A series of storm fronts is making its way to our coast. There was 2-1/2" rain a few days ago, the high pressure buffer in disarray right now. Gimme more of that low pressure thing, inviting the storms in off the ocean. I took off yesterday morning, got excellent latte and superb ginger scone at Toby's, headed up the coast for 2 book signings. I get almost giddy when I take off in my truck for parts not unknown, but not recently visited. Sirius radio a huge boon. Water on the roads — a couple of times I didn't slow down enough when hitting standing water and water sheeted over the truck, blinding me for a second. Magic Slim singing"I'm a Bluesman," Willy Nelson's "Mamas Don't Let Your Babies Grow Up To Be Cowboys," Ralph Stanley "Man of Constant Sorrow." A pissed-off-looking turkey buzzard, soaked, sitting on a fence post. The Confederate Railroad doing "I Like Women a Little Bit On the Trashy Side."
Bought a dozen oysters at Hog Isand Oyster Company, rolled through the green hills, water cascading everywhere. Seeing the earth get this much-needed moisture is exhilarating, like taking a deep breath. Acquifers getting recharged, creeks roiling, rivers at power stage. 
A couple of buildings I spotted for the first time yesterday:

I got up to Louie's around 4. We had shots of tequila and olives in his workshop, where he's now building a concrete Rumford-type fireplace he'll use for cooking as well as heat.
   Louie's older than me — unique for me, since everyone else I hang out with is younger. We grew up in the days of radio. As kids: Superman, The Green Hornet, The Whistler, I Love a Mystery. As adults: Jack Benny, Red Skelton, the Great Gildersleeve. We both know 1000s of songs. I just have to sing "Everybody's hand in hand..." and he'll sing, "...swinging down the lane."  We do this over and over. We both speak this rather rare language.


Tue, 6 Mar 2012  Hi Lloyd, hope all is well,
Came across Alistair Humphreys today, who has spent the year trying to get folk out on mini adventures. Local overnights and expeditions close to home.
   I like getting out canoeing in the backwaters. The little rivers streams and storm drains that take us to hidden England. The places that no one ever gets to see.
   We get out and bivvy occasionally, or swim in the rivers: any little adventure that helps us feel ALIVE!
   Anyway check his site out if you get a chance.
(Richard Ieian Jones)
Here's an overnight adventure:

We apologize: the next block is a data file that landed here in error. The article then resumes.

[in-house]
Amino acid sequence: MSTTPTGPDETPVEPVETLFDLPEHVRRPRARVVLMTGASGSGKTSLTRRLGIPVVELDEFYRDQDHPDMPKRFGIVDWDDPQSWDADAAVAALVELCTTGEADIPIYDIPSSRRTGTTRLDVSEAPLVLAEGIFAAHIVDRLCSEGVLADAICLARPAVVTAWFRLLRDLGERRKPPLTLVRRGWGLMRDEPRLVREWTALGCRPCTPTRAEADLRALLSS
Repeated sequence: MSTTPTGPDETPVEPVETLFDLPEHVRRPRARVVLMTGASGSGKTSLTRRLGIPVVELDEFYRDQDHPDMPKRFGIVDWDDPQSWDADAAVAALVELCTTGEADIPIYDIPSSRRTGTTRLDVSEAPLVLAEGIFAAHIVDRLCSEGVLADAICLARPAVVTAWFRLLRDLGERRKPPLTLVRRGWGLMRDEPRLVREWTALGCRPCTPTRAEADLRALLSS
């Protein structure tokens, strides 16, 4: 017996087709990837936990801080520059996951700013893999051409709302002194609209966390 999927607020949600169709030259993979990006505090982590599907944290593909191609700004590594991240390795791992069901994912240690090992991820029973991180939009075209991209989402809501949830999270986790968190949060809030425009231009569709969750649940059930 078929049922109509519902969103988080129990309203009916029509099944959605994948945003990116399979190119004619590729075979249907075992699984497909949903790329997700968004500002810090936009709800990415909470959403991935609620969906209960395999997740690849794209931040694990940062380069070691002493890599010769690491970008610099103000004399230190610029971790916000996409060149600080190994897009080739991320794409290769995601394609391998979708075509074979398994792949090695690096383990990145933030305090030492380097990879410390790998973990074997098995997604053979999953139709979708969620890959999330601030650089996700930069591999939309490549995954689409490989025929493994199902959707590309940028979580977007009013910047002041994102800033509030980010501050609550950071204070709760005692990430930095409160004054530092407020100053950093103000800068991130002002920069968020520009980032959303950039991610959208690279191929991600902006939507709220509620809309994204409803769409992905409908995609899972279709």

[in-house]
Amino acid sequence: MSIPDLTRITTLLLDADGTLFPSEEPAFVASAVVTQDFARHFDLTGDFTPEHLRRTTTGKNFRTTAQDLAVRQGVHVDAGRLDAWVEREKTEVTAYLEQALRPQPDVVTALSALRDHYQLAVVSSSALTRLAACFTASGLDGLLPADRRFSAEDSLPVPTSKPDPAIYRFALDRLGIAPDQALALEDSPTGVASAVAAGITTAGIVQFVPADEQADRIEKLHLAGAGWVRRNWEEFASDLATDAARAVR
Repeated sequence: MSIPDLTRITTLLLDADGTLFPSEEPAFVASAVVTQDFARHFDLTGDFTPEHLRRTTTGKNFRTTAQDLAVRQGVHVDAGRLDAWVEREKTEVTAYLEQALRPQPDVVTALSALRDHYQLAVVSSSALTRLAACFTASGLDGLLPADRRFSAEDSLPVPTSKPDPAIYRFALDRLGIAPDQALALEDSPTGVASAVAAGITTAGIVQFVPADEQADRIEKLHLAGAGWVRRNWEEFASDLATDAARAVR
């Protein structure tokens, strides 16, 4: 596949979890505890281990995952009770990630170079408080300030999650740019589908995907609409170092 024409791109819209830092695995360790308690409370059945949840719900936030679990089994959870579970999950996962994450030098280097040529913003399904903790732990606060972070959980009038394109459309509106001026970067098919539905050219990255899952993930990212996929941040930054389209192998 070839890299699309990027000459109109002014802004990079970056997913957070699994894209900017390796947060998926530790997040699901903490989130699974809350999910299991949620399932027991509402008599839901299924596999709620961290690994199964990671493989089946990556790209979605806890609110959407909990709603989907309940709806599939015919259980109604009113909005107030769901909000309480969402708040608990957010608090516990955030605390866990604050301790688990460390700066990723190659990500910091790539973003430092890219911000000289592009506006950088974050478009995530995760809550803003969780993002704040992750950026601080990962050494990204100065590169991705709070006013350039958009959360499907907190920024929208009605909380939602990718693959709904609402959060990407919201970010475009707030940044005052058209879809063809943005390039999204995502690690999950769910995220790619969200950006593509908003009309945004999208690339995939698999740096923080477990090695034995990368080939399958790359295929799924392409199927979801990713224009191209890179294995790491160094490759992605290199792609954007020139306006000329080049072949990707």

Also to consider: mini microadventures. Like yesterday around 6 PM I took off with my skate board and my Big Kahuna paddle (like a canoe paddle, except with a rubber stopper at one end instead of a paddle) and skated around for about 15 minutes before dinner. Sometimes just a 5-10-15 minute bit of activity, and you always feel better. Ya

24 Pics of Tiny Homes & Boats by Michele

"Watershed House 70 square feet FLOAT Architectural Research and Design Wren, Oregon Built for a writer who wanted to channel his own inner Thoreau, the tiny Watershed House has got to offer some of the most stylish living available in 70 square feet. Reducing a cramped feeling, the cabin has lots of openings to let the light and the scenery in."

Making Stools!

Brad has left a new comment on your post "Attention Deficit Not Necessarily a Disorder":
Lloyd - this link is very appropos although you won't see why until you watch the vid. This craftsman is incredible and he talks about the focus it takes to do his work. I think often we have to condition ourselves to allow that focus/single mindedness to take place. It used to be the norm, but these days it's easy to mentally flit between things every few seconds. Love this guy! http://pacingthepanicroom.blogspot.com/2012/03/foot-stools.html

NorCal Coastal Beach in Moonlight Last Week

Photos of Birds' Nests

From David Pescovitz on Boing Boing an hour ago:
"San Francisco photographer Sharon Beals photographed hundreds of birds' nests in the collection of the California Academy of Sciences and other science museums. She's posted the stunning images on Flickr and they are also compiled in her recent book, "Nests: Fifty Nests and the Birds that Built Them." (Thanks, Jennifer Lum!)"